Menu Misnomers: The True Origins of Misnamed Food

English Muffin“English Muffins”

These “muffins” are so named because during England’s Victorian era, servants settled for these muffins made from leftover bread and biscuit dough scraps and mashed potatoes. When the elite got taste of the bread, they demanded more for themselves. Muffin men became so prominent in the streets, that they gave way to the popular phrase “Do you know the muffin man?”

Danish“Danish”

These pastries do not come from Denmark. They originally come from Austria. in 1950 when some of Denmark’s bakers went on strike, Austrian ones replaced them, and they caused a frenzy when they began making “Danishes” that swept the nation. Even after the Danish bakers returned, they were swamped with orders for the sweet delicacy.

Swedish Meatballs“Swedish Meatballs”

Common in the whole Scandinavian area, meatballs were not particularly indicative of Swedish dishes. What may have separated them from their European brethren was the size or their flavor. Regardless, the meatballs made a big impression on Midwesterners when Swedish immigrants arrived in America.

French Toast“French Toast”

This breakfast dish is older than you probably think. In fact, it predates the founding of France, going all the way back to Medieval times. Recipes through the ages refer to it as both “Spanish Toast” and “German Toast.”  One popular legend states that the “French” in the name doesn’t refer to the nation, rather to an Innkeeper named Joseph French.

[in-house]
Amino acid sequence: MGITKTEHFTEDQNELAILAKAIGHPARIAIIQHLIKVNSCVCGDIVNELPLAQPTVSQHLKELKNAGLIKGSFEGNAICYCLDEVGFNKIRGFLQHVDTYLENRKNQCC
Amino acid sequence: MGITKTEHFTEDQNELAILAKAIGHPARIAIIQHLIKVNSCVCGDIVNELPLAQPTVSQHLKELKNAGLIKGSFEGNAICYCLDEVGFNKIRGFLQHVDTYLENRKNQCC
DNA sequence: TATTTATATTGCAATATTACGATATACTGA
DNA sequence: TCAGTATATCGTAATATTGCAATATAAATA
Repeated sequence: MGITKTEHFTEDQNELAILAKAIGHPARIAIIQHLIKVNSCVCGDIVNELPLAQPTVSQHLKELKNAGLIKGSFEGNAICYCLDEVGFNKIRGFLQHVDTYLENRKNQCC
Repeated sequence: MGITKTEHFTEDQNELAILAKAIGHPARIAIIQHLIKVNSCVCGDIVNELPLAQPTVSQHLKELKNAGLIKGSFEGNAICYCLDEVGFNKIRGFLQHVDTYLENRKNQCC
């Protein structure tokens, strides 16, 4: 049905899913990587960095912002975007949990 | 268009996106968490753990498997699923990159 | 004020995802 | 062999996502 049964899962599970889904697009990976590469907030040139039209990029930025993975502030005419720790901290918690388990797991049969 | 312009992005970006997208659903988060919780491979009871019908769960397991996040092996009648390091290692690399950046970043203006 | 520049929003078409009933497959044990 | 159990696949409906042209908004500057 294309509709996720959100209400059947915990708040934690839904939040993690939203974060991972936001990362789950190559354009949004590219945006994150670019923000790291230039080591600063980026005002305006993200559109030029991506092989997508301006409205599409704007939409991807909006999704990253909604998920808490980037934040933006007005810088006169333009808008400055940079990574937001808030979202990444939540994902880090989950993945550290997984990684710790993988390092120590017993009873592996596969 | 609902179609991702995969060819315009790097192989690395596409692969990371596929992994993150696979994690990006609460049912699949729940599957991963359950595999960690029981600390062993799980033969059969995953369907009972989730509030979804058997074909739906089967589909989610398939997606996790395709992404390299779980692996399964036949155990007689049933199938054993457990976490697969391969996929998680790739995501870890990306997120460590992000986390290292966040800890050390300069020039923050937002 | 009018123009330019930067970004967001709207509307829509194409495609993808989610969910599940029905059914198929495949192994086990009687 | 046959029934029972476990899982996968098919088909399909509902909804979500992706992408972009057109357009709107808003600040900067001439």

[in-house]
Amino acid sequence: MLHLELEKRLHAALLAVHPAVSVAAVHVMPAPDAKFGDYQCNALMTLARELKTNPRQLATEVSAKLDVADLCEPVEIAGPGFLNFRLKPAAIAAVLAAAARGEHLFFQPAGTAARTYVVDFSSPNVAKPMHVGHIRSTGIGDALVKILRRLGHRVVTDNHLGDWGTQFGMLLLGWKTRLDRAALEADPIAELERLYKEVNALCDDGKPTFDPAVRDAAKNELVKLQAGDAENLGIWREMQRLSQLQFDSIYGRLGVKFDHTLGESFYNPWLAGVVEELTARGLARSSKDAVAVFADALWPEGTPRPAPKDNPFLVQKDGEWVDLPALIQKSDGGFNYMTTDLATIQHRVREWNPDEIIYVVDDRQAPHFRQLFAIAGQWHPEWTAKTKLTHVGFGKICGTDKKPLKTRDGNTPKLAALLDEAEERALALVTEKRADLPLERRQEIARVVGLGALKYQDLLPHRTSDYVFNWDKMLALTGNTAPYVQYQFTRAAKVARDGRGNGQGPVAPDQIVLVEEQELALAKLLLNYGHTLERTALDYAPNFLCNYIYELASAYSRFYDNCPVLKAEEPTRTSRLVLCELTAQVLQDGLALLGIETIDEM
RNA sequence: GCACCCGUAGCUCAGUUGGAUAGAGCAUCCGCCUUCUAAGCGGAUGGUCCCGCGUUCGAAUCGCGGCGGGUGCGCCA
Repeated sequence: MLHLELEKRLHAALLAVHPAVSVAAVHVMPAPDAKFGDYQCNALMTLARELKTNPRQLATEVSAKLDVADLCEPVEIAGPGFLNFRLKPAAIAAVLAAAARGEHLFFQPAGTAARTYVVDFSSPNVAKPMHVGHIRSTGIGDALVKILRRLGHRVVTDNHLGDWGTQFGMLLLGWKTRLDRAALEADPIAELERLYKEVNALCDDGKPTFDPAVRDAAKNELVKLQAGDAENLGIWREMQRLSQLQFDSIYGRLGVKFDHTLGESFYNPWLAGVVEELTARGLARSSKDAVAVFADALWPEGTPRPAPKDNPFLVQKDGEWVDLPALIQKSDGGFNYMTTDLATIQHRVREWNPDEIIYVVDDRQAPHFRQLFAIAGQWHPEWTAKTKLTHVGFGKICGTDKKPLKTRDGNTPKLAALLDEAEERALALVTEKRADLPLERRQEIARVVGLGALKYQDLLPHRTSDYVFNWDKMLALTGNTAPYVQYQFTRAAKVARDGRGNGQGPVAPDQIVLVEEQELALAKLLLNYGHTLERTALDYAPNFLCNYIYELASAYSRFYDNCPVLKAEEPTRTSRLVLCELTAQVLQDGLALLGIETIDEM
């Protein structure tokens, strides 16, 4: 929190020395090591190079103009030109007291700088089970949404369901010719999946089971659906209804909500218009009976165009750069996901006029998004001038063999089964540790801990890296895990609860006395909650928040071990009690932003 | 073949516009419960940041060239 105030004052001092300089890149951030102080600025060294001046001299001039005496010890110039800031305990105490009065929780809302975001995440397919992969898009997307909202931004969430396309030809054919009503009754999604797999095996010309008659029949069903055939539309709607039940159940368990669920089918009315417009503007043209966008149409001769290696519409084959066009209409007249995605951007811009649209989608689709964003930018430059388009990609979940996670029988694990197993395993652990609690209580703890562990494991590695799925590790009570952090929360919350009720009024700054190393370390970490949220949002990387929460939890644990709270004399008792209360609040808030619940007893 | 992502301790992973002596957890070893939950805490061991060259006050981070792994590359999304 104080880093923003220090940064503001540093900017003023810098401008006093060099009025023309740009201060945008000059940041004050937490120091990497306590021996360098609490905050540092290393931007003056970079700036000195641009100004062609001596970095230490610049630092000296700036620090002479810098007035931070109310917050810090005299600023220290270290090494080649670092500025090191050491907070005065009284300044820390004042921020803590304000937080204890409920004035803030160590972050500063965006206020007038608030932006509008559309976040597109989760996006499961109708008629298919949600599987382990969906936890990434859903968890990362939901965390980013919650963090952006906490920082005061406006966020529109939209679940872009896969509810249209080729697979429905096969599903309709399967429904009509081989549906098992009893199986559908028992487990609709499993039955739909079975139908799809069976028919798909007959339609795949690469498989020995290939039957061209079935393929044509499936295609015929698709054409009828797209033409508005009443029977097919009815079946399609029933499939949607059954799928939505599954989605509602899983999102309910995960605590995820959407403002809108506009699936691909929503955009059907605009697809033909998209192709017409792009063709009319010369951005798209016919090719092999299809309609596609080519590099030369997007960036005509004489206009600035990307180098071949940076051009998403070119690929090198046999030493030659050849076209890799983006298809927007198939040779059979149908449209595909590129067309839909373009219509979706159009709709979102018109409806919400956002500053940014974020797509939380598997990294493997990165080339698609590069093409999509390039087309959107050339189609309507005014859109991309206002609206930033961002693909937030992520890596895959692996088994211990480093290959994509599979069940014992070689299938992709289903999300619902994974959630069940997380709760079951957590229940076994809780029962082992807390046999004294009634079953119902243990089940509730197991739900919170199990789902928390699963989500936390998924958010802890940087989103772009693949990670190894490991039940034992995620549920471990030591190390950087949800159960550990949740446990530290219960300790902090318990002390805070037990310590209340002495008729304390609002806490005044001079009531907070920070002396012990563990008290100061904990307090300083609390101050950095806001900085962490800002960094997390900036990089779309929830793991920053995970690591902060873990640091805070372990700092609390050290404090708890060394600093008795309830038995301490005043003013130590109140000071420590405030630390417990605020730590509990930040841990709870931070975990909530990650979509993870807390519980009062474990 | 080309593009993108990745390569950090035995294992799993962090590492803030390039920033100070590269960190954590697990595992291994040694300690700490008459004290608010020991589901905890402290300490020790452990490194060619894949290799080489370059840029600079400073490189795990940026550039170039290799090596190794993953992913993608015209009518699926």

Brussels Sprouts“Brussels Sprouts”


It’s unknown how these small cabbages took on the name they did, considering they date back even further than the U.K. Still, we know they were commonly found in Belgium during the 16th century, and it was supposedly Thomas Jefferson who first brought them to America some centuries later.

Canadian Bacon“Canadian Bacon”

Canadian Bacon is a complete misnomer. They only place where it is referred to as such is the U.S. Canadian Bacon probably got its name in the mid 1800s when there was a shortage of pork in the U.K. and they imported the meat from Canada. They would cure the back meat in a special brine, which Canadians (and many other countries) call pea meal bacon. The English smoked it (which Canadians do not) and the new concoction was referred to as Canadian Bacon. Americans liked it and took it back to the states.

Bismarck“Bismarck”

In Ontario and the prairie western provinces of Canada, as well as parts of the Midwest and West in the United States know a round jelly or custard filled doughnut as a Bismarck, though that is not the native land of these doughnuts. They are actually named after Otto von Bismarck of Germany, where the pastry actually originates.

French Fries“French Fries”

“French” fries first date back to 1680 when the inhabitants of Namur, Andenne and Dinat, Belgium usually caught and fried fish. However, when rivers and streams froze over and it was dangerous to fish, people would cut potatoes into the shape of little fish and fry them. The name is alleged to come from either the Irish for “to french,” meaning “to cut,” or from the American allies who, when they landed in the Belgian Andennes, tasted them and called them French Fries because French was the language spoken by the inhabitants, and fries because of the way they were cooked. Fries are actually Belgian.

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